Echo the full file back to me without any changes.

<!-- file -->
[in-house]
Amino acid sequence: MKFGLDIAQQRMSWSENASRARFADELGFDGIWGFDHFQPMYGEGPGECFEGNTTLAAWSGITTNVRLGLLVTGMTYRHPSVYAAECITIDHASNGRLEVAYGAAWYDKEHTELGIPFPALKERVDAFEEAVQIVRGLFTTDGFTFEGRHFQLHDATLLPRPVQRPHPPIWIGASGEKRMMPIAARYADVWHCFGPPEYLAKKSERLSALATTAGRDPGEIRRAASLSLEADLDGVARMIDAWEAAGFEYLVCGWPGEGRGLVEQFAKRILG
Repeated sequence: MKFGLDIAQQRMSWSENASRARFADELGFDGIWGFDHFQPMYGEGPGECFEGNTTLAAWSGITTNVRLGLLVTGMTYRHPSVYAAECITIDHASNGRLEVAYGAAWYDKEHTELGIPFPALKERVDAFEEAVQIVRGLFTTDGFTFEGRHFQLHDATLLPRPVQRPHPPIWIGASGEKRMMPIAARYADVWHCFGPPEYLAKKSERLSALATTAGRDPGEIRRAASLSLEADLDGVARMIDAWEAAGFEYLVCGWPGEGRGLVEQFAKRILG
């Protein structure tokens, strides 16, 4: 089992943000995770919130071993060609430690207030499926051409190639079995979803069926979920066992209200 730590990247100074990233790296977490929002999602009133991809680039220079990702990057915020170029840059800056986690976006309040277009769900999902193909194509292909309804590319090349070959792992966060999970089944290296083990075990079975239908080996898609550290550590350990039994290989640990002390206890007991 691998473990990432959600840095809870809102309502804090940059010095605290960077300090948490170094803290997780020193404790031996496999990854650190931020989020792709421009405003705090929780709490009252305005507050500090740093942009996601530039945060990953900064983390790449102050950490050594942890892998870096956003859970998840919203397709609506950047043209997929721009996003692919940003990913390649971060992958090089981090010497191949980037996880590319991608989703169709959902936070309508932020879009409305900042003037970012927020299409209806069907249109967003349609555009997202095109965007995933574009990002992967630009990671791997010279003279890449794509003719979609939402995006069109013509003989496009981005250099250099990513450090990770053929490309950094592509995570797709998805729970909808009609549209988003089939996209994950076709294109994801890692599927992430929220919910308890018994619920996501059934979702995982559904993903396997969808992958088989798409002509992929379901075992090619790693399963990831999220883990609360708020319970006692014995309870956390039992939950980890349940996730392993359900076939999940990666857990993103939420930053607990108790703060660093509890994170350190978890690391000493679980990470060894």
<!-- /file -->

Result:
[in-house]
Amino acid sequence: MKFGLDIAQQRMSWSENASRARFADELGFDGIWGFDHFQPMYGEGPGECFEGNTTLAAWSGITTNVRLGLLVTGMTYRHPSVYAAECITIDHASNGRLEVAYGAAWYDKEHTELGIPFPALKERVDAFEEAVQIVRGLFTTDGFTFEGRHFQLHDATLLPRPVQRPHPPIWIGASGEKRMMPIAARYADVWHCFGPPEYLAKKSERLSALATTAGRDPGEIRRAASLSLEADLDGVARMIDAWEAAGFEYLVCGWPGEGRGLVEQFAKRILG
Repeated sequence: MKFGLDIAQQRMSWSENASRARFADELGFDGIWGFDHFQPMYGEGPGECFEGNTTLAAWSGITTNVRLGLLVTGMTYRHPSVYAAECITIDHASNGRLEVAYGAAWYDKEHTELGIPFPALKERVDAFEEAVQIVRGLFTTDGFTFEGRHFQLHDATLLPRPVQRPHPPIWIGASGEKRMMPIAARYADVWHCFGPPEYLAKKSERLSALATTAGRDPGEIRRAASLSLEADLDGVARMIDAWEAAGFEYLVCGWPGEGRGLVEQFAKRILG
């Protein structure tokens, strides 16, 4: 089992943000995770919130071993060609430690207030499926051409190639079995979803069926979920066992209200 730590990247100074990233790296977490929002999602009133991809680039220079990702990057915020170029840059800056986690976006309040277009769900999902193909194509292909309804590319090349070959792992966060999970089944290296083990075990079975239908080996898609550290550590350990039994290989640990002390206890007991 691998473990990432959600840095809870809102309502804090940059010095605290960077300090948490170094803290997780020193404790031996496999990854650190931020989020792709421009405003705090929780709490009252305005507050500090740093942009996601530039945060990953900064983390790449102050950490050594942890892998870096956003859970998840919203397709609506950047043209997929721009996003692919940003990913390649971060992958090089981090010497191949980037996880590319991608989703169709959902936070309508932020879009409305900042003037970012927020299409209806069907249109967003349609555009997202095109965007995933574009990002992967630009990671791997010279003279890449794509003719979609939402995006069109013509003989496009981005250099250099990513450090990770053929490309950094592509995570797709998805729970909808009609549209988003089939996209994950076709294109994801890692599927992430929220919910308890018994619920996501059934979702995982559904993903396997969808992958088989798409002509992929379901075992090619790693399963990831999220883990609360708020319970006692014995309870956390039992939950980890349940996730392993359900076939999940990666857990993103939420930053607990108790703060660093509890994170350190978890690391000493679980990470060894």